Risks in Sole Proprietership

Among some new entrepreneurs, especially those who consider themselves fairly well educated or already knowledgeable in their business, the temptation to “go it alone” can be strong. It can allow ease of starting up, since only minimal licenses are required, as well as of operation, so tax simplicity and other factors may be a consideration as well. In reality, however, a majority of enterprises either start off or transition into other kinds, and we will see why below.

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1. Unlimited Liability:

The first and most important disadvantage of a Sole Proprietorship is the unlimited liability that can be claimed by creditors against the proprietor. This arises from the fact there is no distinction between the business and the individual himself. Thus, if the business is unable to fulfil any and all of its outstanding financial obligations, these can and will be demanded from the proprietor, in exactly the same way as any other individual who had incurred debts and was unable to pay them off.

2. Raising Capital is difficult:

Another difficulty many proprietors face is that of raising capital from private equity, Angel investors and other such ventures. The proprietor relies almost entirely on his capital and on borrowed funds to grow the business, as well as reinvested equity from retained earnings. Even banks do not generally lend much to proprietorships as such, and subject them to a more rigorous screening process than they would most corporations. This creates difficulties once the business is grown, and gradually as pressure mounts these factors impel the proprietor to convert his business into a partnership or corporation.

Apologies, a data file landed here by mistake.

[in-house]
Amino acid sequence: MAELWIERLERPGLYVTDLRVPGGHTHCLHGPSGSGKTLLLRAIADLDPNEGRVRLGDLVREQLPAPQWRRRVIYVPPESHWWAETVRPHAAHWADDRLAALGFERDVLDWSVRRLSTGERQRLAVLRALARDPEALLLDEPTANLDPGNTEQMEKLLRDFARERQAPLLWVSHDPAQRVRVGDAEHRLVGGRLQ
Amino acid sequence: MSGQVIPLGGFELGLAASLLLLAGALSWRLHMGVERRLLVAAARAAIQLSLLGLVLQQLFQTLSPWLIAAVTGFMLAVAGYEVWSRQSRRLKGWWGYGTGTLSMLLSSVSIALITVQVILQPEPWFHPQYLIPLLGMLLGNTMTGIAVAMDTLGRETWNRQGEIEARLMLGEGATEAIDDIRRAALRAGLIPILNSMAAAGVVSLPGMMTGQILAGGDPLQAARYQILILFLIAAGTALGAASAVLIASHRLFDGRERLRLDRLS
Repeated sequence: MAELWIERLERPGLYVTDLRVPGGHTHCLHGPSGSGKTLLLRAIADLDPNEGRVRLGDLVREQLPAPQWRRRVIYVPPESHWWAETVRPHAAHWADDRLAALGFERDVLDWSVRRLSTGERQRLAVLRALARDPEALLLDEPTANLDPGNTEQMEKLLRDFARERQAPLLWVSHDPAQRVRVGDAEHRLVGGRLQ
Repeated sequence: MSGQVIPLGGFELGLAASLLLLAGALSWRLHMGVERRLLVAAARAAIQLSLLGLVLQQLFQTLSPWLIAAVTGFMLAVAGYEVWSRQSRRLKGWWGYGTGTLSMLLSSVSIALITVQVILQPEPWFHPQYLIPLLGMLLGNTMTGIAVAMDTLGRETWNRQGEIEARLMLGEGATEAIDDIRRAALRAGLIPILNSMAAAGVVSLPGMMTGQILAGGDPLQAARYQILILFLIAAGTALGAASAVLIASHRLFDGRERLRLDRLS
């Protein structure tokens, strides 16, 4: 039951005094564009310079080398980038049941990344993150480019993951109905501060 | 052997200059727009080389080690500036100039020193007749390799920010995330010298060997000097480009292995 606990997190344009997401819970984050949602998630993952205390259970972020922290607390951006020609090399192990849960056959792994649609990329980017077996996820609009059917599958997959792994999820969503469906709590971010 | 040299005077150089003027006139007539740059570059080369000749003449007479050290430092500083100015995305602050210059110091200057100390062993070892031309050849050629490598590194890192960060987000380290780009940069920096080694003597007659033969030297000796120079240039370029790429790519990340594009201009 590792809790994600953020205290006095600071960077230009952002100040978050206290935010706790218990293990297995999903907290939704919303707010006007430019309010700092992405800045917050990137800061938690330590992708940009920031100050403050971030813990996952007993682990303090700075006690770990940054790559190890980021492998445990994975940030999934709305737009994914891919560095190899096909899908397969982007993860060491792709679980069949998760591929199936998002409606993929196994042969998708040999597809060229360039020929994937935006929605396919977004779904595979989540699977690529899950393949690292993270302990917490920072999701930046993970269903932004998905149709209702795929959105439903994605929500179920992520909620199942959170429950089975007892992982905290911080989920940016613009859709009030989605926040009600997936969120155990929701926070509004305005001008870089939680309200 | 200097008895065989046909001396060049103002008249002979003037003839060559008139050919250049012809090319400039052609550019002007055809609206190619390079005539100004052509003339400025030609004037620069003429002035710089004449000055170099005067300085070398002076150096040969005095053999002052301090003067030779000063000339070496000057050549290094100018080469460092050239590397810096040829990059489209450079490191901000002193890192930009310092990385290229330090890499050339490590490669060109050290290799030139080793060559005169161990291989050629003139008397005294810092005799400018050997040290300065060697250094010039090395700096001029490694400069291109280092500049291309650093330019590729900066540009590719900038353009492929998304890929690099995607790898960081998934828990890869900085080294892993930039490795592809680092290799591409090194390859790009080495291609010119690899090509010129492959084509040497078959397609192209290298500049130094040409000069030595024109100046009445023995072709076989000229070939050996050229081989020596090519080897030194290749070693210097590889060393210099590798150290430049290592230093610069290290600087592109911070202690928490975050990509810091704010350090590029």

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3. Lack of Financial Controls:

Typically, a proprietorship is managed in a less rigorous manner than other companies. The looser structure of a proprietorship won’t require financial statements and maintaining company minutiae as a corporation. The lack of accounting controls can result in the owner being lax about financial matters, perhaps falling behind in payments or not getting paid on time. This can be a serious issue if financial controls are not strictly managed.

4. Growth Potential is less:

This is the other side of the coin when it comes to working alone or almost alone, especially if business is carried out without an office and from home. Without any less-skilled employees to delegate most of the day to day work to, an immense workload is placed on the proprietor. He may have to work all through the day, have little time off for family, vacations etc. Moreover, some routine tasks which require effort throughout the day may be better suited to lower-skilled employees.

5. Lack of continuity:

Since for all purposes and intents, the business is considered to be practically identical to the person himself or herself, proprietors suffer from lack of continuity in the event of sickness, death, default or disinterest among a variety of other factors that can lead to its simple discontinuation. Sometimes, a married couple starts a proprietorship, with one person assuming liability, and in the event the original owners are not interested anymore in carrying on the business, it is either left to heirs, or in some cases may be sold.